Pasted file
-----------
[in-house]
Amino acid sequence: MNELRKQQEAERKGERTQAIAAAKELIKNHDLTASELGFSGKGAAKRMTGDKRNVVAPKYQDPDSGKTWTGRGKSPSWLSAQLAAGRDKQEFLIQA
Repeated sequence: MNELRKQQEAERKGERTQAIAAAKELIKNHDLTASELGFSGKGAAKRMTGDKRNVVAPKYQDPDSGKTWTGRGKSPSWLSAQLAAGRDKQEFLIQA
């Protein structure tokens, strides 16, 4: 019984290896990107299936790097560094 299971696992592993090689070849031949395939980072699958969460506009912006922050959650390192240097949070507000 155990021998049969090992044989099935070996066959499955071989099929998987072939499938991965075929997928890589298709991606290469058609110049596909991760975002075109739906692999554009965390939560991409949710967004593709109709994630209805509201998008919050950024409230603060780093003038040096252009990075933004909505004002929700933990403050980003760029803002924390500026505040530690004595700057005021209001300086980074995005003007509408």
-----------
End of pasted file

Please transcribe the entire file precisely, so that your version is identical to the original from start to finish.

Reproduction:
[in-house]
Amino acid sequence: MNELRKQQEAERKGERTQAIAAAKELIKNHDLTASELGFSGKGAAKRMTGDKRNVVAPKYQDPDSGKTWTGRGKSPSWLSAQLAAGRDKQEFLIQA
Repeated sequence: MNELRKQQEAERKGERTQAIAAAKELIKNHDLTASELGFSGKGAAKRMTGDKRNVVAPKYQDPDSGKTWTGRGKSPSWLSAQLAAGRDKQEFLIQA
């Protein structure tokens, strides 16, 4: 019984290896990107299936790097560094 299971696992592993090689070849031949395939980072699958969460506009912006922050959650390192240097949070507000 155990021998049969090992044989099935070996066959499955071989099929998987072939499938991965075929997928890589298709991606290469058609110049596909991760975002075109739906692999554009965390939560991409949710967004593709109709994630209805509201998008919050950024409230603060780093003038040096252009990075933004909505004002929700933990403050980003760029803002924390500026505040530690004595700057005021209001300086980074995005003007509408």